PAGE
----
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A military comparison group is considered the most closely comparable to the military participants. It includes men who served in the military at the same time, in the same types of military occupations and paygrades, and in similar settings as the participants, but who did not participate in Operation CROSSROADS. Whatever the unmeasured nonradiation risk factors the participants may have carried (e.g., behavioral, such as cigarette smoking; environmental, such as living on a ship; or demographic, such as education and income), the comparison group is likely to be equivalent, reducing the opportunity for biased study results.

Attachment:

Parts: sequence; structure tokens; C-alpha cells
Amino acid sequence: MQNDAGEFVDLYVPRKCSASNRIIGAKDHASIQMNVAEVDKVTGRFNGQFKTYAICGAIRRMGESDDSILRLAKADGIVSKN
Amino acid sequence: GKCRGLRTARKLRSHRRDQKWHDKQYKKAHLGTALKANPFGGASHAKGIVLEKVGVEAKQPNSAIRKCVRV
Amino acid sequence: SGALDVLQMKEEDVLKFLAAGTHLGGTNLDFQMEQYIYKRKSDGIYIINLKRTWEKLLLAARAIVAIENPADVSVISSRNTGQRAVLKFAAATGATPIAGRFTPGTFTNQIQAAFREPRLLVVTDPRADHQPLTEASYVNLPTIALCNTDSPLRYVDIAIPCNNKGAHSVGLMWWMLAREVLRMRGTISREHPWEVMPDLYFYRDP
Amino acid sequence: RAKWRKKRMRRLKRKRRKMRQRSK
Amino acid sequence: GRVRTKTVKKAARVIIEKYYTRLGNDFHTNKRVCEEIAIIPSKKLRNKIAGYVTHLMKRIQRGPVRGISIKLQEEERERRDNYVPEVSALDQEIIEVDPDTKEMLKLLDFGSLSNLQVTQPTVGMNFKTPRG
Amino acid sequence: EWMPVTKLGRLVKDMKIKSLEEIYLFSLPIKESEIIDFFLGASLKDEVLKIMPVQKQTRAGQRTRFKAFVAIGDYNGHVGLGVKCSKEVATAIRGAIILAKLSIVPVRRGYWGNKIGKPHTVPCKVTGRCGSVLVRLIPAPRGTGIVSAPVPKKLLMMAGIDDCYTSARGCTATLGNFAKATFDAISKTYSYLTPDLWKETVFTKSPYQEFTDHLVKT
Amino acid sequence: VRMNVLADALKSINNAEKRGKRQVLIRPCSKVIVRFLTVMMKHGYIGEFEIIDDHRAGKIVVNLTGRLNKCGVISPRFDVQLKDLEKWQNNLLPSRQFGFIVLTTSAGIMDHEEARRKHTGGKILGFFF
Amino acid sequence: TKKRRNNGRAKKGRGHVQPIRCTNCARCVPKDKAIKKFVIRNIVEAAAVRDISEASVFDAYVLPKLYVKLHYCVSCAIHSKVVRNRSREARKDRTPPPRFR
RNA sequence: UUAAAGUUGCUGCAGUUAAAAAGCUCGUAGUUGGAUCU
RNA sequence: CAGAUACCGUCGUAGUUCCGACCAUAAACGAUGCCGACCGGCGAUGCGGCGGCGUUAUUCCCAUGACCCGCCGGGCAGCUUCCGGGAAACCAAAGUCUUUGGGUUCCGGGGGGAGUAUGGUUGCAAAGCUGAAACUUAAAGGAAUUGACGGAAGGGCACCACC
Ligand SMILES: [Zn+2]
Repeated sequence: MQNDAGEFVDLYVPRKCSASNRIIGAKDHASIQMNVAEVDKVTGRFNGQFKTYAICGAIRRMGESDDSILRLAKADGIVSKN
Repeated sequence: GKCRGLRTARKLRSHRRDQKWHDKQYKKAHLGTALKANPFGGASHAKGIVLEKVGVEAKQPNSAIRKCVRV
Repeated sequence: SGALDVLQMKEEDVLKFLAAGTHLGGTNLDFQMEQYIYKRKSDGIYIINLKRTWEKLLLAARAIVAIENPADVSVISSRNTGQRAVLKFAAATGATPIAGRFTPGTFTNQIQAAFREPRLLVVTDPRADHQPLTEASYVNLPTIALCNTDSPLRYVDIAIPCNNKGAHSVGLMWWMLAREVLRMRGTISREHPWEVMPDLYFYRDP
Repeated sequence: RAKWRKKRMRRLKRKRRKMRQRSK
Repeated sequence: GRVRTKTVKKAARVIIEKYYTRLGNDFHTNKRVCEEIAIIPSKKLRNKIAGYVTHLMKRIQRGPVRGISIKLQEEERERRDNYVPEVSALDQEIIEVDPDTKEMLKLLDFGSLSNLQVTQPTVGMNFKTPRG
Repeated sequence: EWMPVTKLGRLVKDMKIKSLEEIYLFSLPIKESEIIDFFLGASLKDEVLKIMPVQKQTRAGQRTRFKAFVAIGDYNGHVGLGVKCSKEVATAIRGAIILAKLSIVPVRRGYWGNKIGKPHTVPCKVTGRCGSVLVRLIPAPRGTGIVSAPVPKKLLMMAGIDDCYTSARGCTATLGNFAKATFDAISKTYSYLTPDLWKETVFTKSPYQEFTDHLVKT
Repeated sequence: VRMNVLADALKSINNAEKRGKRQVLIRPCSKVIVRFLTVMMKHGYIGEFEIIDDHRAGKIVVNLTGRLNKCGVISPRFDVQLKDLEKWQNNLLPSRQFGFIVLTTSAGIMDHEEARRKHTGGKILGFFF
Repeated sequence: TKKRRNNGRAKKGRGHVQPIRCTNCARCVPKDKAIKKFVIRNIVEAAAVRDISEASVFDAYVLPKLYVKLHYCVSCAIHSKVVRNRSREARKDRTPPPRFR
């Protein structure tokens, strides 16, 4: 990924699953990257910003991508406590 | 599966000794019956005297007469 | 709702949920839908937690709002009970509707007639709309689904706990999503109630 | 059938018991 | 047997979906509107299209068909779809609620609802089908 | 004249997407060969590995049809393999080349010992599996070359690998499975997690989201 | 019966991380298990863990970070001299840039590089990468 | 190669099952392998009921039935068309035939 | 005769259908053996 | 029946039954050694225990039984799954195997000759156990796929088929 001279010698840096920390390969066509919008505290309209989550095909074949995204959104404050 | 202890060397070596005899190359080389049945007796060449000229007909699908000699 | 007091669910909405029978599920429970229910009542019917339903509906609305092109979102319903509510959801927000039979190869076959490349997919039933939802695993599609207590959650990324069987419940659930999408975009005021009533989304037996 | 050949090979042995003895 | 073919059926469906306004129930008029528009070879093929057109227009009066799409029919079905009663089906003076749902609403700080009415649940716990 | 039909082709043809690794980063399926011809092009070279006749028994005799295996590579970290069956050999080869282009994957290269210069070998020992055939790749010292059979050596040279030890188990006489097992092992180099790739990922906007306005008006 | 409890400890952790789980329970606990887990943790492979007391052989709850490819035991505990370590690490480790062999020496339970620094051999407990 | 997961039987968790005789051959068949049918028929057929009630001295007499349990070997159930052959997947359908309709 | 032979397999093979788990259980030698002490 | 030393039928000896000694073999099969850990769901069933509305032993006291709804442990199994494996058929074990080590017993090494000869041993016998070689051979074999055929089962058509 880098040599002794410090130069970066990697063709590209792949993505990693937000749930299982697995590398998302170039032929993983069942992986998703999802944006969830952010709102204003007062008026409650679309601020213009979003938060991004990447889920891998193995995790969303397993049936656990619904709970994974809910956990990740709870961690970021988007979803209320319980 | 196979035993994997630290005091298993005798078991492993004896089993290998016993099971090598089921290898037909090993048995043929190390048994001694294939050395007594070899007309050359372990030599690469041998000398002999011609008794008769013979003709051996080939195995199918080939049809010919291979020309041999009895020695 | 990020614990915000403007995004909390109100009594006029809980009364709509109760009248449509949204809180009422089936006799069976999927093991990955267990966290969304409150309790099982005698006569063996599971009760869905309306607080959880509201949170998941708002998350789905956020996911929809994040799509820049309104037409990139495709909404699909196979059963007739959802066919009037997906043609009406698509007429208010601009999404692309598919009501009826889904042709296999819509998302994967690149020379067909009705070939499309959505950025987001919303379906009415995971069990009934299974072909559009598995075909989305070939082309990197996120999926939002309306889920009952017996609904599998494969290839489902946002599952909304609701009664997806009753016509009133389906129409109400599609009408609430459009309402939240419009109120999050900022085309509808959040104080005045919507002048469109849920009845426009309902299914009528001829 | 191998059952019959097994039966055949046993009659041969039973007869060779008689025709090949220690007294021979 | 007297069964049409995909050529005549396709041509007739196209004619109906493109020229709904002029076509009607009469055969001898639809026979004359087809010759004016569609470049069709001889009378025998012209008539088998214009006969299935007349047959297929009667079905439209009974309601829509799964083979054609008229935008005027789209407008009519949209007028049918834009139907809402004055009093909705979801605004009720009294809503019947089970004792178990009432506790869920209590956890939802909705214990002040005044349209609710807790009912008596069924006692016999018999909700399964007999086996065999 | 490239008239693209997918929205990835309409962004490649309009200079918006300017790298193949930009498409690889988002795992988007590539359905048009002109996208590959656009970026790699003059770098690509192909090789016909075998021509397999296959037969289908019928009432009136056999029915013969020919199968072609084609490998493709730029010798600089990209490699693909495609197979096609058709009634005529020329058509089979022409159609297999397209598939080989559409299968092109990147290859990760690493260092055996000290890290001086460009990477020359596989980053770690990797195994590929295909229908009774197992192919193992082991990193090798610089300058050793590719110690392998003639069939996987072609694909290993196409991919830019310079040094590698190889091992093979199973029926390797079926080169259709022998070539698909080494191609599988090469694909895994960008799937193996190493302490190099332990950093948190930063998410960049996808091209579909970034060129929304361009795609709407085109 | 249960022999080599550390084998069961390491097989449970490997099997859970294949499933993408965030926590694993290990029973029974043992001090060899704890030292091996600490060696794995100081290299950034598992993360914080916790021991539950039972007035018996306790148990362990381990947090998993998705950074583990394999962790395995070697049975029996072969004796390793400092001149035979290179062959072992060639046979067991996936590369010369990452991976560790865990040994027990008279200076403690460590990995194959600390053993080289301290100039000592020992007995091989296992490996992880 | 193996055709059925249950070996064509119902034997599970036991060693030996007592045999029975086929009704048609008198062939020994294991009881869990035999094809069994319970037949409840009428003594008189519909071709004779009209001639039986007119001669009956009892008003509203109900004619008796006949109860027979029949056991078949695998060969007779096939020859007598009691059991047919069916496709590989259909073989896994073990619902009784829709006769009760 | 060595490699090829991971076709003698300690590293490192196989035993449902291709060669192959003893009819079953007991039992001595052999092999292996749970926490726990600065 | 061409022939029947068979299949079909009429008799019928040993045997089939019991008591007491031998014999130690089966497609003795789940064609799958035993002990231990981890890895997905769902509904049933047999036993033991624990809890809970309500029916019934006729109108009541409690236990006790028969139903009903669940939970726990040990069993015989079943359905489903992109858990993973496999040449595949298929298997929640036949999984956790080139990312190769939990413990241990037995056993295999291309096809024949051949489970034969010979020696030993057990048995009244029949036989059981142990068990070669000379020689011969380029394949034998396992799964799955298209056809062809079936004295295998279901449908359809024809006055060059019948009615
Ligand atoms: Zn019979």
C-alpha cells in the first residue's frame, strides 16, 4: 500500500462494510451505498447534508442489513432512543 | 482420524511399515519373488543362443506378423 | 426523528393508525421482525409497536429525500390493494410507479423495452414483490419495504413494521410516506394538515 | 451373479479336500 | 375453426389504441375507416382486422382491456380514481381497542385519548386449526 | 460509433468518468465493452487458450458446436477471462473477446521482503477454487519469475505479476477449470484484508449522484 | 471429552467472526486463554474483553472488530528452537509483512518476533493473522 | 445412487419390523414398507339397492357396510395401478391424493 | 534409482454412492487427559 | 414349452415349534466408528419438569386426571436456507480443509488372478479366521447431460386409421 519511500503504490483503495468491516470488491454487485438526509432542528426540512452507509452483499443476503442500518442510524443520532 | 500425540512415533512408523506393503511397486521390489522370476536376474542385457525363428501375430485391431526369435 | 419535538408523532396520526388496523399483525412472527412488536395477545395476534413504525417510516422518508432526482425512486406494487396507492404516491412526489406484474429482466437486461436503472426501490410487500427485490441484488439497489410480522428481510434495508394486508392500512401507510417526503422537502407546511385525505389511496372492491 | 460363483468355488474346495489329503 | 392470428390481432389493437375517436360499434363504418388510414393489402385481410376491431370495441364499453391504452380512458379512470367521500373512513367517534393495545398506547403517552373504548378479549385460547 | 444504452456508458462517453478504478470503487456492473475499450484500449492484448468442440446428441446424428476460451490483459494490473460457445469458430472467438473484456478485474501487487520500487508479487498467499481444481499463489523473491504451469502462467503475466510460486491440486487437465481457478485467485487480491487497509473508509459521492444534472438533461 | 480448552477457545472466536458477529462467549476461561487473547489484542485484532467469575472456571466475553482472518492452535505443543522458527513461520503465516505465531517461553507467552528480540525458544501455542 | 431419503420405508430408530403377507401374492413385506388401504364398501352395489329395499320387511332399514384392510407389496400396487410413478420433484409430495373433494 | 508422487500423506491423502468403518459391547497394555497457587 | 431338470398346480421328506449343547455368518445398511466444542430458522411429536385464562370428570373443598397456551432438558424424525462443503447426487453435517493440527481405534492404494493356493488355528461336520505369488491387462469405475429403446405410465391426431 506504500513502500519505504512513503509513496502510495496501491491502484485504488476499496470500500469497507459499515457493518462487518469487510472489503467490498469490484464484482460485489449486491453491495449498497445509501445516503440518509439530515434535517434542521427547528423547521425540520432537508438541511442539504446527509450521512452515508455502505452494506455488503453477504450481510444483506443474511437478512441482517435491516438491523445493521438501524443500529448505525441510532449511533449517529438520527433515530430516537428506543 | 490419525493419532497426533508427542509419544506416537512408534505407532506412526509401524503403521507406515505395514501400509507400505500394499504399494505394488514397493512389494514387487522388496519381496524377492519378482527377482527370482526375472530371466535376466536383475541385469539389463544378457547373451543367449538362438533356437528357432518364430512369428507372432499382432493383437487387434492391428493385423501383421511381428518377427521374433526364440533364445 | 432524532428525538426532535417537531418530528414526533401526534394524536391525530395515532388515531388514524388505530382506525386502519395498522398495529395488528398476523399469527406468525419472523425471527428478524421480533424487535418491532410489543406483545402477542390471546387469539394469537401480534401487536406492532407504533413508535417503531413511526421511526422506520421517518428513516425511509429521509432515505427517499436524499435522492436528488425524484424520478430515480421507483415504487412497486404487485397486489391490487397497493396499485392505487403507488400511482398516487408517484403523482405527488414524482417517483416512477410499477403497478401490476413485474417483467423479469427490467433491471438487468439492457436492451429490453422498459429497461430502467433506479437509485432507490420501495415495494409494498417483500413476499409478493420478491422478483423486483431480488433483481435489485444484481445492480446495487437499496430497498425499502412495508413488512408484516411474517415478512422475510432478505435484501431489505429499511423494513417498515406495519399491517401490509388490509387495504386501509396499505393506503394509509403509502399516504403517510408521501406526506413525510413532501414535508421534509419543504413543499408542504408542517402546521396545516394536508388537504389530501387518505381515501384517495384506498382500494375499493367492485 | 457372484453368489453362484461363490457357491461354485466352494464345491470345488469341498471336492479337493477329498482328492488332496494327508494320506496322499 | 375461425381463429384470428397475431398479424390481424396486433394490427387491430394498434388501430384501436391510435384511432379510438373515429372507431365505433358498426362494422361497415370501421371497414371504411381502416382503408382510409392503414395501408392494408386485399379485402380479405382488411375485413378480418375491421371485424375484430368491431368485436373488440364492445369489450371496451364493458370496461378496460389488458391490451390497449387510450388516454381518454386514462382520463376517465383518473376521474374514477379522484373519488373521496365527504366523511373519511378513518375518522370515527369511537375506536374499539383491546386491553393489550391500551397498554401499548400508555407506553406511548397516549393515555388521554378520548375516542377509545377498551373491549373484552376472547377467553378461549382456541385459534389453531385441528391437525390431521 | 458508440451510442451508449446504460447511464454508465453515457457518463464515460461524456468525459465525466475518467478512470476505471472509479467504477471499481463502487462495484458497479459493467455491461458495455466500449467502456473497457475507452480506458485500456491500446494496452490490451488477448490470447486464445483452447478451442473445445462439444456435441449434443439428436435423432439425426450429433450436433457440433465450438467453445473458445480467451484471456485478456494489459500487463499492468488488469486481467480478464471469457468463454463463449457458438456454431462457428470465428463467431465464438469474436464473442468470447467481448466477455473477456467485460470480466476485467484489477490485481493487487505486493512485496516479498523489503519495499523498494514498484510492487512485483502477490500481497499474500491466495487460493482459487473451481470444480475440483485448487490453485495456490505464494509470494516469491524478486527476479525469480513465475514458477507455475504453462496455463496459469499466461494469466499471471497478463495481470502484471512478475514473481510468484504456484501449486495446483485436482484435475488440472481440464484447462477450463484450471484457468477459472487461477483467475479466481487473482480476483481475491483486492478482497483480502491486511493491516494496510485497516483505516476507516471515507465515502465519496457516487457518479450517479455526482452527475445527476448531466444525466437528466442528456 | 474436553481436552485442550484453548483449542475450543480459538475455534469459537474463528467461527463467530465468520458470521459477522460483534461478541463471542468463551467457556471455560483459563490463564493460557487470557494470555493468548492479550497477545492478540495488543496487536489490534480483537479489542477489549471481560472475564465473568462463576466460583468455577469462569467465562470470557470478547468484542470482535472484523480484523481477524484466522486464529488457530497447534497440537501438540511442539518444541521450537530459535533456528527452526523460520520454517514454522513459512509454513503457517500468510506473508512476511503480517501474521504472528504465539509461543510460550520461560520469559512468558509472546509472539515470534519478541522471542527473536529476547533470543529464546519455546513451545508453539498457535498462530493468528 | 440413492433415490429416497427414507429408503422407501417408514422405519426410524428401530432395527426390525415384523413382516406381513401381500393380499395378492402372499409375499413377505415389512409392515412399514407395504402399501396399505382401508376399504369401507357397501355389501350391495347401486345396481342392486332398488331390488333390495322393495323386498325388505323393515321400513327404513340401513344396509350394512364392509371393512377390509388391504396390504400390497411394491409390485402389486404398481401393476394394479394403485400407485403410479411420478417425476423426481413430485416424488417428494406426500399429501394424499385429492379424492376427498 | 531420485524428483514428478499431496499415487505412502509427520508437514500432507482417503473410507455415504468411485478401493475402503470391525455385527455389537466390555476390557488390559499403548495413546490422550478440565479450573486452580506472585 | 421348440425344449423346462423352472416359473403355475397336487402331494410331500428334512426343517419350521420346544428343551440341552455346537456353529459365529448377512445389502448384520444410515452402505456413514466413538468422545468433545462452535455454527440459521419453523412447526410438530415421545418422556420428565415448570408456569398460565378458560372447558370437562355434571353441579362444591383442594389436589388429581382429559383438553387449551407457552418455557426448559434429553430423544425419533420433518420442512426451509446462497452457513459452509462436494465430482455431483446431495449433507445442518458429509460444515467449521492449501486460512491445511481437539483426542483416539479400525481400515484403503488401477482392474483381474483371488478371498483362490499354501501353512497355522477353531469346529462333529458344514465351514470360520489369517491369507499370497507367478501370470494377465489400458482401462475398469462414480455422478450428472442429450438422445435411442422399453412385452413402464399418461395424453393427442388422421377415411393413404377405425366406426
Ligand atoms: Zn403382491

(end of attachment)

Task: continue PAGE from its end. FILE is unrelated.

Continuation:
Comparison with the general U.S. male population is a useful adjunct to a military comparison group. Scientists and other readers of mortality studies are used to seeing U.S. rates and can weigh interpretation accordingly. A very large drawback to using U.S. population rates exists, however. The "healthy worker effect" or, in this case, the "healthy soldier effect" makes interpretation of these comparisons difficult; we discuss this in Chapter 3.